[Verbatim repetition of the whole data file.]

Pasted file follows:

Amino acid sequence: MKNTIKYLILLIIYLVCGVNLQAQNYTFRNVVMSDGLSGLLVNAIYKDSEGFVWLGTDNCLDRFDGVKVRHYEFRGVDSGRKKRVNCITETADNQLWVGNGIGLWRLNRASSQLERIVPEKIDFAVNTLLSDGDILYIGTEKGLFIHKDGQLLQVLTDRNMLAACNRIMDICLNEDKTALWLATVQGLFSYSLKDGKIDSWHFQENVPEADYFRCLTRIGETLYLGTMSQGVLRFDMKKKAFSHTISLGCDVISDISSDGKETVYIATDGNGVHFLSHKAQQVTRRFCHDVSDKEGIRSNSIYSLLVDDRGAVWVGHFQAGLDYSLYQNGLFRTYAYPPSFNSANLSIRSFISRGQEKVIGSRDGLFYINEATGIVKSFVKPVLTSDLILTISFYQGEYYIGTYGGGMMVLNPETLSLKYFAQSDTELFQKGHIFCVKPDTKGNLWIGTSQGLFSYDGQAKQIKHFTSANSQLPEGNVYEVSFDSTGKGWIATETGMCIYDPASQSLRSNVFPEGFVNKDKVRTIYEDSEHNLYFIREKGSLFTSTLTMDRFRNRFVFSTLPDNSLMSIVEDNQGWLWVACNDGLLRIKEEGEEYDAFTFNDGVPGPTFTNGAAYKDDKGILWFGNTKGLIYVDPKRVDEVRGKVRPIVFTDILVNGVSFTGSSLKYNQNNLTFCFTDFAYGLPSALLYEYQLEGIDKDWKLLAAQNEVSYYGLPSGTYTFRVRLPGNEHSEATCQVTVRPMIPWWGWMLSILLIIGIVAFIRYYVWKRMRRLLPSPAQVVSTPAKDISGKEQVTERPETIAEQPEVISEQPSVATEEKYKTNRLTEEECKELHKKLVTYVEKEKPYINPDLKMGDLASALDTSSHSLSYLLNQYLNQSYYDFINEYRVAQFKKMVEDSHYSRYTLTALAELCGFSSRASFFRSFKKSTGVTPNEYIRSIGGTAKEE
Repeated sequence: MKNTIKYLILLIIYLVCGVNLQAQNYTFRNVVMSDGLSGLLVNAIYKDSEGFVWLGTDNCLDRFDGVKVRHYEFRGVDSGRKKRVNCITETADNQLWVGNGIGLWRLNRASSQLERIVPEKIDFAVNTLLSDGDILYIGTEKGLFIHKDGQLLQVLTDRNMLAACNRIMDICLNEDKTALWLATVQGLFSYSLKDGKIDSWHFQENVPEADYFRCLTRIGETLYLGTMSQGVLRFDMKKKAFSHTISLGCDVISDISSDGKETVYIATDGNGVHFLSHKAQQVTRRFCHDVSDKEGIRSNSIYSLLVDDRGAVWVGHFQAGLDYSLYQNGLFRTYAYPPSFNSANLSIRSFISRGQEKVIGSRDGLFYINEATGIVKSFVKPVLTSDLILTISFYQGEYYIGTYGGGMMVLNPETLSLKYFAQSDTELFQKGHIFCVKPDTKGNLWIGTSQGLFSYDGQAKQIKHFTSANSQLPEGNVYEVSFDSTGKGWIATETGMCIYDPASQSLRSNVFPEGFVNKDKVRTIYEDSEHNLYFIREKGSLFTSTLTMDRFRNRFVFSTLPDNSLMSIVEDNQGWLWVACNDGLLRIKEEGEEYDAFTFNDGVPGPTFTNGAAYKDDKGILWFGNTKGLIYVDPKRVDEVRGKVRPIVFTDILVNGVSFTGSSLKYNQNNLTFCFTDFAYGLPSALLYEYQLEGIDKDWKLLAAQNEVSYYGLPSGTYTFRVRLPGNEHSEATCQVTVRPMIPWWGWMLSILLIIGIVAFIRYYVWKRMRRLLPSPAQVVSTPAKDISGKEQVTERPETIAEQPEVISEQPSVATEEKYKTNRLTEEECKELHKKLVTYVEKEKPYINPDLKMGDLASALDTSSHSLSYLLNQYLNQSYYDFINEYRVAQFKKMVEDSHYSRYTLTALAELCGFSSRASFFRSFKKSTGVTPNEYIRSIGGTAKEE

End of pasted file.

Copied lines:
Amino acid sequence: MKNTIKYLILLIIYLVCGVNLQAQNYTFRNVVMSDGLSGLLVNAIYKDSEGFVWLGTDNCLDRFDGVKVRHYEFRGVDSGRKKRVNCITETADNQLWVGNGIGLWRLNRASSQLERIVPEKIDFAVNTLLSDGDILYIGTEKGLFIHKDGQLLQVLTDRNMLAACNRIMDICLNEDKTALWLATVQGLFSYSLKDGKIDSWHFQENVPEADYFRCLTRIGETLYLGTMSQGVLRFDMKKKAFSHTISLGCDVISDISSDGKETVYIATDGNGVHFLSHKAQQVTRRFCHDVSDKEGIRSNSIYSLLVDDRGAVWVGHFQAGLDYSLYQNGLFRTYAYPPSFNSANLSIRSFISRGQEKVIGSRDGLFYINEATGIVKSFVKPVLTSDLILTISFYQGEYYIGTYGGGMMVLNPETLSLKYFAQSDTELFQKGHIFCVKPDTKGNLWIGTSQGLFSYDGQAKQIKHFTSANSQLPEGNVYEVSFDSTGKGWIATETGMCIYDPASQSLRSNVFPEGFVNKDKVRTIYEDSEHNLYFIREKGSLFTSTLTMDRFRNRFVFSTLPDNSLMSIVEDNQGWLWVACNDGLLRIKEEGEEYDAFTFNDGVPGPTFTNGAAYKDDKGILWFGNTKGLIYVDPKRVDEVRGKVRPIVFTDILVNGVSFTGSSLKYNQNNLTFCFTDFAYGLPSALLYEYQLEGIDKDWKLLAAQNEVSYYGLPSGTYTFRVRLPGNEHSEATCQVTVRPMIPWWGWMLSILLIIGIVAFIRYYVWKRMRRLLPSPAQVVSTPAKDISGKEQVTERPETIAEQPEVISEQPSVATEEKYKTNRLTEEECKELHKKLVTYVEKEKPYINPDLKMGDLASALDTSSHSLSYLLNQYLNQSYYDFINEYRVAQFKKMVEDSHYSRYTLTALAELCGFSSRASFFRSFKKSTGVTPNEYIRSIGGTAKEE
Repeated sequence: MKNTIKYLILLIIYLVCGVNLQAQNYTFRNVVMSDGLSGLLVNAIYKDSEGFVWLGTDNCLDRFDGVKVRHYEFRGVDSGRKKRVNCITETADNQLWVGNGIGLWRLNRASSQLERIVPEKIDFAVNTLLSDGDILYIGTEKGLFIHKDGQLLQVLTDRNMLAACNRIMDICLNEDKTALWLATVQGLFSYSLKDGKIDSWHFQENVPEADYFRCLTRIGETLYLGTMSQGVLRFDMKKKAFSHTISLGCDVISDISSDGKETVYIATDGNGVHFLSHKAQQVTRRFCHDVSDKEGIRSNSIYSLLVDDRGAVWVGHFQAGLDYSLYQNGLFRTYAYPPSFNSANLSIRSFISRGQEKVIGSRDGLFYINEATGIVKSFVKPVLTSDLILTISFYQGEYYIGTYGGGMMVLNPETLSLKYFAQSDTELFQKGHIFCVKPDTKGNLWIGTSQGLFSYDGQAKQIKHFTSANSQLPEGNVYEVSFDSTGKGWIATETGMCIYDPASQSLRSNVFPEGFVNKDKVRTIYEDSEHNLYFIREKGSLFTSTLTMDRFRNRFVFSTLPDNSLMSIVEDNQGWLWVACNDGLLRIKEEGEEYDAFTFNDGVPGPTFTNGAAYKDDKGILWFGNTKGLIYVDPKRVDEVRGKVRPIVFTDILVNGVSFTGSSLKYNQNNLTFCFTDFAYGLPSALLYEYQLEGIDKDWKLLAAQNEVSYYGLPSGTYTFRVRLPGNEHSEATCQVTVRPMIPWWGWMLSILLIIGIVAFIRYYVWKRMRRLLPSPAQVVSTPAKDISGKEQVTERPETIAEQPEVISEQPSVATEEKYKTNRLTEEECKELHKKLVTYVEKEKPYINPDLKMGDLASALDTSSHSLSYLLNQYLNQSYYDFINEYRVAQFKKMVEDSHYSRYTLTALAELCGFSSRASFFRSFKKSTGVTPNEYIRSIGGTAKEE